Chefs Collaborative and Trout Unlimited's Save Bristol Bay campaign have teamed up to celebrate the world's largest sockeye salmon fishery this June and July. Over 50 restaurants around the country have signed up to host a Savor Bristol Bay Dinner, featuring fresh wild sockeye salmon straight from the pristine waters of Bristol Bay, Alaska. Participating restaurants include Rick Moonen's rm seafood at Mandalay Bay in Las Vegas, Restaurant Nora in Washington, D.C., ESCA in New York, and Blueacre Seafood in Seattle.
Restaurants will be hosting Savor Bristol Bay Dinners not only to promote one of the world's greatest and most sustainable fisheries, but to also raise awareness about the threats Bristol Bay faces from a proposed open-pit gold and copper mine that foreign companies want to develop in the headwaters of Bristol Bay's most productive salmon rivers.
"Great ingredients like Bristol Bay sockeye salmon make us better chefs," notes Michael Leviton, Boston-based chef and owner/partner of Lumiere and Area Four restaurants and chair of Chefs Collaborative's national board. "So we all have an obligation to protect resources like this one."
Bristol Bay, in Southwest Alaska, is home to the world's largest sockeye and king salmon runs, with as many as 60 million sockeye returning every year. Sockeye salmon, renowned for its distinct red flesh and exceptional flavor, is one of the healthiest sources of protein and Omega-3s. Bristol Bay provides nearly half of the world's sockeye salmon, and its commercial and sport fisheries generate $500 million a year, employ more than 14,000 people and support countless other businesses. Large-scale mining, such as the proposed Pebble Mine, would destroy dozens of miles of salmon streams and several thousand acres of salmon wetland habitat, according to a report by the Environmental Protection Agency.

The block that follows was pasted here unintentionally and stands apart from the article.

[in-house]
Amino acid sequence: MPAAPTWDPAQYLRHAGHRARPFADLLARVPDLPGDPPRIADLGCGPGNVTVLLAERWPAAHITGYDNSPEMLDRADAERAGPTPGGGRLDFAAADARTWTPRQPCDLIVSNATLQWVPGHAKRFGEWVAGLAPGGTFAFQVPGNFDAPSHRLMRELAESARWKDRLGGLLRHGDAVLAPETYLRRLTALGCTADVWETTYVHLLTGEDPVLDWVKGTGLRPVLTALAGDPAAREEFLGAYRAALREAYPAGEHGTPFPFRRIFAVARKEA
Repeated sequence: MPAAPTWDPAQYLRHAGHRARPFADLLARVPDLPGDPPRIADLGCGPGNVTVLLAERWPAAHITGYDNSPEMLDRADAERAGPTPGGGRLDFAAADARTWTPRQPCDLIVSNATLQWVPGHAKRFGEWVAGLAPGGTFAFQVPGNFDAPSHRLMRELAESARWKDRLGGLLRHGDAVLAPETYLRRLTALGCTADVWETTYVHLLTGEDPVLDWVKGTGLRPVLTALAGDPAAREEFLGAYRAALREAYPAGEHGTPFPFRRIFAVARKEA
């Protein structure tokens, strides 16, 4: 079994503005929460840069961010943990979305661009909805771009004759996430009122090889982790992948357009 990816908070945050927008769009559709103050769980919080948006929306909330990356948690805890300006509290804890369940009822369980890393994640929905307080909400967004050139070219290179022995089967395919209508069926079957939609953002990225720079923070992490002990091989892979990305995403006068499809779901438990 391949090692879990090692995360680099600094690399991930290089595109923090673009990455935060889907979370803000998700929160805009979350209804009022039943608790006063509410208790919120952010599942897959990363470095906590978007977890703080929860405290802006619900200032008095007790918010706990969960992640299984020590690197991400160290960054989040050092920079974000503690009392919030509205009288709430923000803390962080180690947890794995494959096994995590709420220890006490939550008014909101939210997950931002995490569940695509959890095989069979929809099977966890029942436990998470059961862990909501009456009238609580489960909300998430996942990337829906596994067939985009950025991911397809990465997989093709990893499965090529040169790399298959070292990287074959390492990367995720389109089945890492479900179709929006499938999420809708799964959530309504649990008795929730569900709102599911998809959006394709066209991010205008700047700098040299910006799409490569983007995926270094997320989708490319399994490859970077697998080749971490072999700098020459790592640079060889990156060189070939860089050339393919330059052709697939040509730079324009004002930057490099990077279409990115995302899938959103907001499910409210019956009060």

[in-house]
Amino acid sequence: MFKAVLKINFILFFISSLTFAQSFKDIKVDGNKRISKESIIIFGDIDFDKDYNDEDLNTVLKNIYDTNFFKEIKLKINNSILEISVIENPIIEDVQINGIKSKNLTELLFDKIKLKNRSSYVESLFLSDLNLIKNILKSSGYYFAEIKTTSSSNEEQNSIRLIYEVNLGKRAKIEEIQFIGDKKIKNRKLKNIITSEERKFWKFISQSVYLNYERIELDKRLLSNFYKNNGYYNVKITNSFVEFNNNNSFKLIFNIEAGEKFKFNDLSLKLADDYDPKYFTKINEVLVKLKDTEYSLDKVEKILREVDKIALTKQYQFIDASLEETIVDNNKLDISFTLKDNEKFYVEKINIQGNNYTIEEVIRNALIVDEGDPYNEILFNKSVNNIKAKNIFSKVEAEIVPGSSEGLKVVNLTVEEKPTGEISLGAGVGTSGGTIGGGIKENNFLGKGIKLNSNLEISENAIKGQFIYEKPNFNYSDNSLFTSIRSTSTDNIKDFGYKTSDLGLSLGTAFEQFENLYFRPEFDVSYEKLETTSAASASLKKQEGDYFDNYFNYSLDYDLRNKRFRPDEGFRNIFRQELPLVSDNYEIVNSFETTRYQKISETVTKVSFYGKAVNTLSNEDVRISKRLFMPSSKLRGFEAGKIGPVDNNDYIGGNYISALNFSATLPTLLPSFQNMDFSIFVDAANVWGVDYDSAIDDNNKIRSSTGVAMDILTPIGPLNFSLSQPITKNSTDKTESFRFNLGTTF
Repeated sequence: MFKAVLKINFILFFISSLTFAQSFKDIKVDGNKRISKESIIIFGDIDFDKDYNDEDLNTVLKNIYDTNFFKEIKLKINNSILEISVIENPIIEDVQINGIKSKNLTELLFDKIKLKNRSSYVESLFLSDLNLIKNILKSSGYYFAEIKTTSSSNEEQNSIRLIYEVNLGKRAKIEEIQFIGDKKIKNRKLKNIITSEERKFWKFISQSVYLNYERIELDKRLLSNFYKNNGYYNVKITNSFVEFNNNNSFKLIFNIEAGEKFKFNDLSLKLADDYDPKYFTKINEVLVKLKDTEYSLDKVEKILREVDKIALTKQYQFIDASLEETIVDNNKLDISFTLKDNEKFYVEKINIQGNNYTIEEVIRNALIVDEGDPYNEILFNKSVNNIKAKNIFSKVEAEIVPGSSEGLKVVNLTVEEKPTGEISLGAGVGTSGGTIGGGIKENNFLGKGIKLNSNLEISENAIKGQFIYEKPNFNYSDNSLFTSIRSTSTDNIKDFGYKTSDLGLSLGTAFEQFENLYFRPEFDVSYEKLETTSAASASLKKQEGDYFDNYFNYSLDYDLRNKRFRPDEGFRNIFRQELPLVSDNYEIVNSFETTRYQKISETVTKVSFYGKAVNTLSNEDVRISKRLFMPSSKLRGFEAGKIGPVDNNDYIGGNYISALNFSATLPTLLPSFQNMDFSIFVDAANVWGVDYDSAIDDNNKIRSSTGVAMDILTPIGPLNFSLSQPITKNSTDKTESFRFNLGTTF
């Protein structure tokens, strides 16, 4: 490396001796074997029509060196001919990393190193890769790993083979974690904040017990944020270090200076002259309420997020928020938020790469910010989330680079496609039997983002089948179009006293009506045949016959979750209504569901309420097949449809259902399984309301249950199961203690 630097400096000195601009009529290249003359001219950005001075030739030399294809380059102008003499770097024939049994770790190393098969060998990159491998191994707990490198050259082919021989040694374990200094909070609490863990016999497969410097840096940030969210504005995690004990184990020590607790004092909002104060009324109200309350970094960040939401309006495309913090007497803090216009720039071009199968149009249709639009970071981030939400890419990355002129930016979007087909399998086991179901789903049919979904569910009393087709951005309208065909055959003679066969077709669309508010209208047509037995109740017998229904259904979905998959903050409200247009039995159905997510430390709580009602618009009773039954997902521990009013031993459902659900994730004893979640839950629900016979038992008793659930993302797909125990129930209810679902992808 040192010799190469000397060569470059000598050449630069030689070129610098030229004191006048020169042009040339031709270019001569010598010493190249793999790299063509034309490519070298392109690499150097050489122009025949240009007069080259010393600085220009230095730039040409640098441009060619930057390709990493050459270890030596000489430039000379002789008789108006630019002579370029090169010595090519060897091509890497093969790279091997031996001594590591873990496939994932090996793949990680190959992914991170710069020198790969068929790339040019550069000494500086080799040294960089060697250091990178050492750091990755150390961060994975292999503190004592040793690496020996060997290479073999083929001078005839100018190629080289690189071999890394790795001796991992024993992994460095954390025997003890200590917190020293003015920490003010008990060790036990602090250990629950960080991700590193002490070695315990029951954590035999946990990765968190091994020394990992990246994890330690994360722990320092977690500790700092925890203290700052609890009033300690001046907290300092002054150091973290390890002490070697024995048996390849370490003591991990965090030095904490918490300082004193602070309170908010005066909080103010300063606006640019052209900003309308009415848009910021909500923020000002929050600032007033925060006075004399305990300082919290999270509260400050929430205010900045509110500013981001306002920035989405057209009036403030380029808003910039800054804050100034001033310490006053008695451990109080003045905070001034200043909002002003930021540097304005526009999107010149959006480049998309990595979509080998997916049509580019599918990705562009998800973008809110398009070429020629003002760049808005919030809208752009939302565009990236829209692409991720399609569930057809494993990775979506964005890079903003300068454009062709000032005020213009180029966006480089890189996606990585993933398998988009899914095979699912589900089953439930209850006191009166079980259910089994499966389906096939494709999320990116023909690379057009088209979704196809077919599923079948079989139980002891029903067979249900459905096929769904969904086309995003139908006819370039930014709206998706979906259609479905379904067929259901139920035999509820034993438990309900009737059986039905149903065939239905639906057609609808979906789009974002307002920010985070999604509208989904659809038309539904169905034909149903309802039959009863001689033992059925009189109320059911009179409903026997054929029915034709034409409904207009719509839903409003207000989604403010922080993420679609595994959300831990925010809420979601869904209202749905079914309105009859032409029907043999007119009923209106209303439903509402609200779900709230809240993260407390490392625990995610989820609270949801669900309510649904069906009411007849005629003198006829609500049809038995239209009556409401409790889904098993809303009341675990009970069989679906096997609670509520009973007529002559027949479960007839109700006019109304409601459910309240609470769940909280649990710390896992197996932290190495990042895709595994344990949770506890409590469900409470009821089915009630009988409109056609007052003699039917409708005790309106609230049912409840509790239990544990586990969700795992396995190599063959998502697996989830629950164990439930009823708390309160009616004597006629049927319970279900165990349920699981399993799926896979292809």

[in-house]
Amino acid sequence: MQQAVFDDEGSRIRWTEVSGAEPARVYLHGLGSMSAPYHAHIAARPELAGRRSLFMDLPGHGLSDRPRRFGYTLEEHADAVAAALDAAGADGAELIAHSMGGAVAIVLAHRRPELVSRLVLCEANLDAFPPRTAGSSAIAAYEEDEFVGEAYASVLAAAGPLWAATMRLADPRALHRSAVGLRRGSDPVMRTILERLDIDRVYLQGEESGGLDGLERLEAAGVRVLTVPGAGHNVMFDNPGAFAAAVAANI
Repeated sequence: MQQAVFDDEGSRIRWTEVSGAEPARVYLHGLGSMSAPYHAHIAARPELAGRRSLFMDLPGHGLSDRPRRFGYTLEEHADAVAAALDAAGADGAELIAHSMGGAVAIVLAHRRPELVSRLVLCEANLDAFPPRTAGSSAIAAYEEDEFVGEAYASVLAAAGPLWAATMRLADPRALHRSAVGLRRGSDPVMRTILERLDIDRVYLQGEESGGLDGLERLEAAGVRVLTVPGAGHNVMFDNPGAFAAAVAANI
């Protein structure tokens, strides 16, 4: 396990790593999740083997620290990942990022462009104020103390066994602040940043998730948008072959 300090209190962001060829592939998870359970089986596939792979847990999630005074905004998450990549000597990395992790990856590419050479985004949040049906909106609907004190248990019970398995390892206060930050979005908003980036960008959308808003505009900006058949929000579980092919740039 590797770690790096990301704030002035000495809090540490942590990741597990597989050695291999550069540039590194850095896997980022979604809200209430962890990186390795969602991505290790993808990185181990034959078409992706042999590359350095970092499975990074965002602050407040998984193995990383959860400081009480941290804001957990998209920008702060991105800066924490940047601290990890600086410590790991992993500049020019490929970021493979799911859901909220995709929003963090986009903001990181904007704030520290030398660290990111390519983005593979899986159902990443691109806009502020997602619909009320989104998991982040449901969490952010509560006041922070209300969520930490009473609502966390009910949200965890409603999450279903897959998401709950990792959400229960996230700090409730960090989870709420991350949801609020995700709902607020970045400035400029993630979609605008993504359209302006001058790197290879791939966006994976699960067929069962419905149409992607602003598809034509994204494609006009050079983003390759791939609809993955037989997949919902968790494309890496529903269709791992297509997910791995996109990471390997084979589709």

"In order to provide my guests with the best dining I need high quality ingredients, like wild Bristol Bay salmon," says Rick Moonen, Las Vegas-based chef/owner of Rick Moonen's rm seafood and a leading advocate of sustainable seafood. "Our nation's food industry cannot afford to lose the world's largest sockeye supply to a hard metal mine of unimaginable size and scale. We need to protect our last sustainable seafood sources while we still can."
Adds Michael Dimin, founder and owner of Sea To Table, a seafood distributor that ships sustainable fish to chefs across America: "The future of our family business relies on the health and productivity of our nation's wild fisheries, like Bristol Bay. We all share responsibility in making sure that our last great fisheries are protected for future generations."
Bristol Bay's fishermen are especially proud to have their fish featured in restaurants around the country this summer. "We work long, hard hours harvesting the world's greatest sockeye, and it really means a lot to Bristol Bay fishermen that restaurants and diners appreciate the quality and value of this amazing fish," says Matt Luck, a commercial fisherman and board member of the Bristol Bay Regional Seafood Development Association. "Since Bristol Bay sockeye feeds millions of people each year, we hope consumers will add their voices to the fight to protect Bristol Bay."
Diners around the country can savor chefs' creativity with sockeye salmon and support Bristol Bay's thousands of fishermen by attending a Savor Bristol Bay Dinner and enjoying fresh Bristol Bay sockeye salmon throughout the summer on local restaurant menus. The full list of participating restaurants is available here: www.savebristolbay.org/savorbristolbay
Savor Bristol Bay Salmon Dinners were created by the national coldwater fisheries conservation group, Trout Unlimited, in partnership with Chefs Collaborative and the Bristol Bay Regional Seafood Development Association.
For more information, please visit Save Bristol Bay.